A Non-Anxious Presence

Why does everyone seem so anxious these days? And how can pastors lead their congregations through these anxious times. Those are the questions that Mark Sayers attempts to answer in his book, A Non-Anxious Presence

Sayers first digs into the sources of the pervasive anxiety that seems to sit over the whole culture, even the whole globe. Sayers notes that anxiety is not just an individual phenomenon, but also a cultural one: it can spread throughout whole groups of people. One of the reasons why anxiety is so pervasive is because we are entering a “gray zone” as a world, an “in-between” moment between eras. One era is fading away while another new one is emerging. Yet in the overlap elements of each era are present. The gray zone is a confusing time where many old norms are being smashed while new ones are forming. The gray zone is a disorienting and anxiety-producing time because the solid and safe norms, structures, and expectations we’re used to are no longer there. 

Another major source of anxiety culturally is the fact that our world has moved from centralized strongholds to a decentralized network. The world has gone from complicated to complex, where everything is so interconnected that we cannot predict the outcomes of things at all. Therefore, small random things (like someone uploading a YouTube video in one country) can set off a chain reaction of events halfway around the world. Due to the move to a networked life, the usual set of institutions that have served as a buffer to absorb some of the anxiety of people are now dissolved, with the result that each person takes on more anxiety themselves.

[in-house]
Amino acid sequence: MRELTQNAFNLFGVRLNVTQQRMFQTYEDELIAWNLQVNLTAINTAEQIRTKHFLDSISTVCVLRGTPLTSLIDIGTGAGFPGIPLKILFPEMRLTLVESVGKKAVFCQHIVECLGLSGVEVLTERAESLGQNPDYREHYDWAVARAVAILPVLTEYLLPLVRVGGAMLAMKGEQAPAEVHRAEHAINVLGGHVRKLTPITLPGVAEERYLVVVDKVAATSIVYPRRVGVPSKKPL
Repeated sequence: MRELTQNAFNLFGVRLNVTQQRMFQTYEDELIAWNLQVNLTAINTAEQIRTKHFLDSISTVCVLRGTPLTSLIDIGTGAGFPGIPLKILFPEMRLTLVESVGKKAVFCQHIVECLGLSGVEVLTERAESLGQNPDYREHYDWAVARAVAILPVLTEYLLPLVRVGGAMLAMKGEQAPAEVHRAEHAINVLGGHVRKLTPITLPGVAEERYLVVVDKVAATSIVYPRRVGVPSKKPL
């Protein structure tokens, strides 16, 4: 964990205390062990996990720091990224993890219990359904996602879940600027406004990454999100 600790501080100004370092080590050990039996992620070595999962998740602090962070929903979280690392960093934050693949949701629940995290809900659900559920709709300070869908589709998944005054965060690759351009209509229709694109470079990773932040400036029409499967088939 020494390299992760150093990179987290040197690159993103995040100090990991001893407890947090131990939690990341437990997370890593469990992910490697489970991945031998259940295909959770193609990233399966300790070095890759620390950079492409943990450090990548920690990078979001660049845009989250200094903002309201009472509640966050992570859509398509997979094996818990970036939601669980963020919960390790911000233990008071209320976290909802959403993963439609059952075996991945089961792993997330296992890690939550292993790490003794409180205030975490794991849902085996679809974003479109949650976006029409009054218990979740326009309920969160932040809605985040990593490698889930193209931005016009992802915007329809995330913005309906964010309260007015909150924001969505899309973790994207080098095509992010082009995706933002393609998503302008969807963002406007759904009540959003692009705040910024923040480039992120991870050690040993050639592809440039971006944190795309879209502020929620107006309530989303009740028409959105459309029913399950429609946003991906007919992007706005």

So what is the solution to leading through this disorienting, confusing, and anxiety-producing time? It’s in answering these questions that while Sayers argues we now live in a complex world his answers to dealing with complexity are remarkably simple. In fact, they are the basic practices of the Christian faith. A remedy for pervasive anxiety is to be a “non-anxious presence.” What does a non-anxious presence entail? It means to “remain present within the unhealthy environment while enduring the sabotage, backlash, and undermining that leaders inevitably face when trying to act as a non-anxious presence” (101). In other words, we must bear reproach. Pastors must be willing to bear with the reproach and sins of their flock in order to lead the congregation to a place of renewal. 

Sayers also argues that the “gray zone” is like a wilderness, and in Scripture, the wilderness is a place of encounter and renewal, not something to be avoided. In other words, pastors must embrace this time, for it is in the hardship that renewal occurs. Yet the hardships of this age are a decision point for leaders for “the personal renewal that leads to corporate change can become short-circuited. How? When the leaders gives into the temptation to retreat into a comfort zone, where we continue to lead but from a space in which walls are erected to keep out that which is difficult and painful” (112). Pastors must be willing to embrace the wilderness. 

They must also embrace the wilderness because it is the place of God’s presence. Leaders must draw from the deep well of an encounter with God to lead through these times. Extended time in prayer and Scripture are essential. Furthermore, they must also realize that when they are at their weakest, God’s strength is most manifested. They can be assured that just like physical pressure produces diamonds out of coal, so God will use the pressure of the gray zone to produce quality character in us as leaders. 

So while the world is complex, unpredictable, disorienting, and many times, discouraging, Christians leaders must be attentive to the basic practices of Christian leadership:

  • Bear Reproach
  • Pray and read the Bible
  • Embrace hardship and shun comfort 
  • Trust in God to use all things for good

Maybe things aren’t so complex after all

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